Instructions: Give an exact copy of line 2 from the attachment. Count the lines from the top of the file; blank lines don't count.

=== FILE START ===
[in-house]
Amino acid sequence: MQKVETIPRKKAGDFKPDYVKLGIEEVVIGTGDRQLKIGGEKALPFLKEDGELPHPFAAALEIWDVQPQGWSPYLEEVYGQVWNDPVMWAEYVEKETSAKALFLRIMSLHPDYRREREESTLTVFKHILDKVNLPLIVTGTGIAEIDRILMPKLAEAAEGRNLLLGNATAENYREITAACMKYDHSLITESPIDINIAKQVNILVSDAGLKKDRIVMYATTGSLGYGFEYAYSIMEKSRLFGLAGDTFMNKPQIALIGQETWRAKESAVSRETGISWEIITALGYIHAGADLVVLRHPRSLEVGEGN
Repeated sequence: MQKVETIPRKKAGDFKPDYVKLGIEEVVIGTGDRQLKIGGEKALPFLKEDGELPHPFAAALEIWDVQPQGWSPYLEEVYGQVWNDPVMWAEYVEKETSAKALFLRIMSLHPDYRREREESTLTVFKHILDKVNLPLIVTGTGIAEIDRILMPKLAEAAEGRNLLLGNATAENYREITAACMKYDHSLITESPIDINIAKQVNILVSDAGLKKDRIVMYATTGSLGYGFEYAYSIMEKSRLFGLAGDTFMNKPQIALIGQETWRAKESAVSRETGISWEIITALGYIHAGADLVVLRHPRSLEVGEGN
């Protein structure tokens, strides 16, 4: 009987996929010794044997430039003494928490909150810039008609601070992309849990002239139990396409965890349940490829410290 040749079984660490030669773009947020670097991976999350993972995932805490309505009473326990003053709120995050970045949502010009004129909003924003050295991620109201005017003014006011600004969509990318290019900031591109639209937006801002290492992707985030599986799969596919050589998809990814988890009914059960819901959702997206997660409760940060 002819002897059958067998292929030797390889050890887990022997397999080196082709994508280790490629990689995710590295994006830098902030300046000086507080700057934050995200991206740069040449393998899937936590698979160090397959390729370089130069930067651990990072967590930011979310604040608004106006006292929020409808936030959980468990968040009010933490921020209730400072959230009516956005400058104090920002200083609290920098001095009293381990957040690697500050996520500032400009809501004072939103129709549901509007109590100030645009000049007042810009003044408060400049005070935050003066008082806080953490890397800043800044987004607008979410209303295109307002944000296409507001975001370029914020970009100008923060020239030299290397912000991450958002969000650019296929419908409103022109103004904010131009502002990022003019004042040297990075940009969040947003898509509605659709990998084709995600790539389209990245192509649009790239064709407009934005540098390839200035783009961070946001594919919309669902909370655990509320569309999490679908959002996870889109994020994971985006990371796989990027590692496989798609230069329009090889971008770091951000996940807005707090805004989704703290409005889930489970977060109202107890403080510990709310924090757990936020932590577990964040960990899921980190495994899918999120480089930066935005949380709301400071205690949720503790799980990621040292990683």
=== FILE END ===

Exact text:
Amino acid sequence: MQKVETIPRKKAGDFKPDYVKLGIEEVVIGTGDRQLKIGGEKALPFLKEDGELPHPFAAALEIWDVQPQGWSPYLEEVYGQVWNDPVMWAEYVEKETSAKALFLRIMSLHPDYRREREESTLTVFKHILDKVNLPLIVTGTGIAEIDRILMPKLAEAAEGRNLLLGNATAENYREITAACMKYDHSLITESPIDINIAKQVNILVSDAGLKKDRIVMYATTGSLGYGFEYAYSIMEKSRLFGLAGDTFMNKPQIALIGQETWRAKESAVSRETGISWEIITALGYIHAGADLVVLRHPRSLEVGEGN